The three matching frames over the baby’s bed I scrounged from a box of picture frames in our basement storage room. They were black, and I painted them a light blue with acrylic craft paint. The mobile’s ‘arches’ are off of a baby play gym my mother-in-law gave me, and I made the mobile’s clouds with cotton balls and the rainbows out of tissue paper and cardstock.

The crib and the dresser were given to us by neighbours, so all told, this baby’s room probably cost us only $100 – $200, but I’m very happy with how it turned out.

I love the bright colours in the room (yellow, blue, and green), and the throw blanket on the glider chair determined the theme (Noah’s Ark), which wonderfully ties together the rainbow-and-clouds mobile, the stuffed toy animals lining the wall shelf, and the safari animal change table pad.

I would like to add a pillow and make some art in keeping with the Noah’s Ark theme, but for now this is how the room will be. 🙂

[See “A Baby’s Room on a Shoestring Budget (Pt. 1)]

Women in 19th Century America: A Frenchman’s Perspective

July 5th, 2013

Excerpted from Alexis de Tocqueville’s Democracy in America, Vol. II, Part 3, Ch. 12.

[Emphasis mine]

…In no country has such constant care been taken as in America to trace two clearly distinct lines of action for the two sexes, and to make them keep pace one with the other, but in two pathways which are always different. American women never manage the outward concerns of the family, or conduct a business, or take a part in political life; nor are they, on the other hand, ever compelled to perform the rough labor of the fields, or to make any of those laborious exertions which demand the exertion of physical strength. No families are so poor as to form an exception to this rule. If on the one hand an American woman cannot escape from the quiet circle of domestic employments, on the other hand she is never forced to go beyond it. Hence it is that the women of America, who often exhibit a masculine strength of understanding and a manly energy, generally preserve great delicacy of personal appearance and always retain the manners of women, although they sometimes show that they have the hearts and minds of men.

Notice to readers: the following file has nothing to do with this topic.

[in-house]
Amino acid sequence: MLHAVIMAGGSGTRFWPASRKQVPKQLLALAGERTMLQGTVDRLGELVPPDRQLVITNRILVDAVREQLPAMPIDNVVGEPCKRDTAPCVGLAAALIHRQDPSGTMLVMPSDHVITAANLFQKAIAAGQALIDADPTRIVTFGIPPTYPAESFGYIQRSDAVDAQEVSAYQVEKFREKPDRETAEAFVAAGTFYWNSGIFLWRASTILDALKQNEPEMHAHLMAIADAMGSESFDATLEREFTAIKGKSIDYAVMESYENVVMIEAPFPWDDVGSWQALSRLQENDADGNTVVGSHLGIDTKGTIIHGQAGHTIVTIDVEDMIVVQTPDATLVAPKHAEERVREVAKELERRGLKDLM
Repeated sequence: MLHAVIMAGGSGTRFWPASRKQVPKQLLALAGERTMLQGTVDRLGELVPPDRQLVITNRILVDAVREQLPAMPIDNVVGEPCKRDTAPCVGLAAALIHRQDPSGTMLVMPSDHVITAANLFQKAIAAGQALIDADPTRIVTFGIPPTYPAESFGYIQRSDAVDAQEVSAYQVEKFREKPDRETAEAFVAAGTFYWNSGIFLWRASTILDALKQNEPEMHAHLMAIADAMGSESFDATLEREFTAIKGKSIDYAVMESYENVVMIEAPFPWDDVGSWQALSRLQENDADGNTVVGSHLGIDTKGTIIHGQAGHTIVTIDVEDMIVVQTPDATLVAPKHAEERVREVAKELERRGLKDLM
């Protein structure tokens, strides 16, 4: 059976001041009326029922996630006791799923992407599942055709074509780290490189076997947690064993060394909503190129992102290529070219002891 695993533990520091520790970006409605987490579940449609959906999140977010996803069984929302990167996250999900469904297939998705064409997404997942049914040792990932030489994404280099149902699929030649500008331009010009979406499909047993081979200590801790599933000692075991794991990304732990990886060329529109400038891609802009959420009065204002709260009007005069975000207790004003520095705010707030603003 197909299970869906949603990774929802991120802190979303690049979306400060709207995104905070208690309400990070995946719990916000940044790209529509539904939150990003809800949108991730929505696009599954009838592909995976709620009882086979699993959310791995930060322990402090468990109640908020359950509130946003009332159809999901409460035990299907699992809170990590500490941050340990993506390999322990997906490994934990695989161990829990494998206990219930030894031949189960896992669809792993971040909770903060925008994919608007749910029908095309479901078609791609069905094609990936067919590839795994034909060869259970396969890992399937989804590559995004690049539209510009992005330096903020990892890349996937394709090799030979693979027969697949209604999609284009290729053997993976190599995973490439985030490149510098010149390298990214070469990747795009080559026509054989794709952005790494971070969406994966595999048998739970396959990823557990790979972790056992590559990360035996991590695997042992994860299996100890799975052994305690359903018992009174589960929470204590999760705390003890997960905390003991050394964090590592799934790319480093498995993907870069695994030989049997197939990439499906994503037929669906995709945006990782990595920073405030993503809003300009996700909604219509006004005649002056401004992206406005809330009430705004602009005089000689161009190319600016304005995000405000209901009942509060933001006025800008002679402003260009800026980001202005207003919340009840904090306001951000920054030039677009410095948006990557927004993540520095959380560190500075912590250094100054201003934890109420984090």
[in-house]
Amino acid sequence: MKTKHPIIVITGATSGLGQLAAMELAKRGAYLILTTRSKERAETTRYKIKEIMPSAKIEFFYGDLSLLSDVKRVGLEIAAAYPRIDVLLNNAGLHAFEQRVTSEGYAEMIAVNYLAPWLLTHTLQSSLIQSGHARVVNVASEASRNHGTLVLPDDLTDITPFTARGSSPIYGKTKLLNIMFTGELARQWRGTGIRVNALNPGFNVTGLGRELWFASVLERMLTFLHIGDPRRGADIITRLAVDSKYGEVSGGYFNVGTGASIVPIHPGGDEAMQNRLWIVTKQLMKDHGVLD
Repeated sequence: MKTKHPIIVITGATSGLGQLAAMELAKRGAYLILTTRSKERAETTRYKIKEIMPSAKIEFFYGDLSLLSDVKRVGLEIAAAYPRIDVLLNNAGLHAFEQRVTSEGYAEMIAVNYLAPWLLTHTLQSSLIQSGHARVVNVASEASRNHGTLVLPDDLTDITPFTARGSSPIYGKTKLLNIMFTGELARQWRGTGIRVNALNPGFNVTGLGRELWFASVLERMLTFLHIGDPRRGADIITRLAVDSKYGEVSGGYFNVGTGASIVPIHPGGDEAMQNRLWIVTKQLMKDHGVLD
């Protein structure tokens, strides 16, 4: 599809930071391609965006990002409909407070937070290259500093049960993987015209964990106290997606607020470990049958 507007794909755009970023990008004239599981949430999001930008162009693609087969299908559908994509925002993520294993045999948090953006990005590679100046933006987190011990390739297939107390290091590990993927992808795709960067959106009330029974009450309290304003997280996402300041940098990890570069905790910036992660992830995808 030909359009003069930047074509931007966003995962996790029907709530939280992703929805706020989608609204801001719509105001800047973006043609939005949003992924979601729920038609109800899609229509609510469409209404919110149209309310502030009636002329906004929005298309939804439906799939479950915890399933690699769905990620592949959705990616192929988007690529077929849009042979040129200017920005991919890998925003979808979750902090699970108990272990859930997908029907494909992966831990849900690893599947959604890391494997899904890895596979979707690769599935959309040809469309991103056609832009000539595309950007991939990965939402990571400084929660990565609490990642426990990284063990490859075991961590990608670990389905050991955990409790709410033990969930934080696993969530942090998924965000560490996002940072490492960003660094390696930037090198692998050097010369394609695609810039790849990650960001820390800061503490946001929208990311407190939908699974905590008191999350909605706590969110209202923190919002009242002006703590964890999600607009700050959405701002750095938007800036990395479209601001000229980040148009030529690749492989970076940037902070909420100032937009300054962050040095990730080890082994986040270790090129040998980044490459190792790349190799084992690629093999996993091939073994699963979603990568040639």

Nor have the Americans ever supposed that one consequence of democratic principles is the subversion of marital power, of the confusion of the natural authorities in families. They hold that every association must have a head in order to accomplish its object, and that the natural head of the conjugal association is man. They do not therefore deny him the right of directing his partner; and they maintain, that in the smaller association of husband and wife, as well as in the great social community, the object of democracy is to regulate and legalize the powers which are necessary, not to subvert all power. This opinion is not peculiar to one sex, and contested by the other: I never observed that the women of America consider conjugal authority as a fortunate usurpation of their rights, nor that they thought themselves degraded by submitting to it. It appeared to me, on the contrary, that they attach a sort of pride to the voluntary surrender of their own will, and make it their boast to bend themselves to the yoke, not to shake it off. Such at least is the feeling expressed by the most virtuous of their sex; the others are silent; and in the United States it is not the practice for a guilty wife to clamor for the rights of women, whilst she is trampling on her holiest duties…

…It is true that the Americans rarely lavish upon women those eager attentions which are commonly paid them in Europe; but their conduct to women always implies that they suppose them to be virtuous and refined; and such is the respect entertained for the moral freedom of the sex, that in the presence of a woman the most guarded language is used, lest her ear should be offended by an expression. In America a young unmarried woman may, alone and without fear, undertake a long journey.

The legislators of the United States, who have mitigated almost all the penalties of criminal law, still make rape a capital offence, and no crime is visited with more inexorable severity by public opinion. This may be accounted for; as the Americans can conceive nothing more precious than a woman’s honor, and nothing which ought so much to be respected as her independence, they hold that no punishment is too severe for the man who deprives her of them against her will. In France, where the same offence is visited with far milder penalties, it is frequently difficult to get a verdict from a jury against the prisoner. Is this a consequence of contempt of decency or contempt of women? I cannot but believe that it is a contempt of one and of the other.